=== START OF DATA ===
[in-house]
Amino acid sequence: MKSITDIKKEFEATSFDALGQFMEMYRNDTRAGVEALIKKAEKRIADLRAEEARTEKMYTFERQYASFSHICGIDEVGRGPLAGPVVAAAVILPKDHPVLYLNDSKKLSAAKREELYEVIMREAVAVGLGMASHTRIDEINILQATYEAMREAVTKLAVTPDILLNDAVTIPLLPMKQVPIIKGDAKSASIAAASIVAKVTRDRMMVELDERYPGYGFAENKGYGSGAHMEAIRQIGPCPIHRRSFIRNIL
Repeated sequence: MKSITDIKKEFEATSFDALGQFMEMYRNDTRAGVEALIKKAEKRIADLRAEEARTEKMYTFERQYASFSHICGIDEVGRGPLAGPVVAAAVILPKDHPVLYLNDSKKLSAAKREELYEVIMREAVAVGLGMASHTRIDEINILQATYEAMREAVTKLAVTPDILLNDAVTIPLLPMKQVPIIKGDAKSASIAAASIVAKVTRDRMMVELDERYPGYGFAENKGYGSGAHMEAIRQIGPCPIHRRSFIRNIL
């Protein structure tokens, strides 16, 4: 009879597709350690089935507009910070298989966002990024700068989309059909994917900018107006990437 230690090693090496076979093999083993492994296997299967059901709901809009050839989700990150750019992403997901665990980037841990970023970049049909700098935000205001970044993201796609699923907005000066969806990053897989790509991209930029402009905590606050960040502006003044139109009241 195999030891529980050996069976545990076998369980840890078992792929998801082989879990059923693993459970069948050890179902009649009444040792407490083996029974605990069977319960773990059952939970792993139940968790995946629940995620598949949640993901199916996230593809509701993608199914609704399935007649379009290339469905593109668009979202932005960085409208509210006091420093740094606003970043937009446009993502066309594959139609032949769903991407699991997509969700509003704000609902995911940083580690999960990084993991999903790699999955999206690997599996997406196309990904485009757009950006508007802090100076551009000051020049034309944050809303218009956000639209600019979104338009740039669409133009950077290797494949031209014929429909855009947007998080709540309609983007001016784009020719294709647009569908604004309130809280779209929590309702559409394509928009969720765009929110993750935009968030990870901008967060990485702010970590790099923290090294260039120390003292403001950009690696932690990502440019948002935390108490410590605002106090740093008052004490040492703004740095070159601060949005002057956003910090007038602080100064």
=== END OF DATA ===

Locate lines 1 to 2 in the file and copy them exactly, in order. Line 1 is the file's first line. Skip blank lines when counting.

[in-house]
Amino acid sequence: MKSITDIKKEFEATSFDALGQFMEMYRNDTRAGVEALIKKAEKRIADLRAEEARTEKMYTFERQYASFSHICGIDEVGRGPLAGPVVAAAVILPKDHPVLYLNDSKKLSAAKREELYEVIMREAVAVGLGMASHTRIDEINILQATYEAMREAVTKLAVTPDILLNDAVTIPLLPMKQVPIIKGDAKSASIAAASIVAKVTRDRMMVELDERYPGYGFAENKGYGSGAHMEAIRQIGPCPIHRRSFIRNIL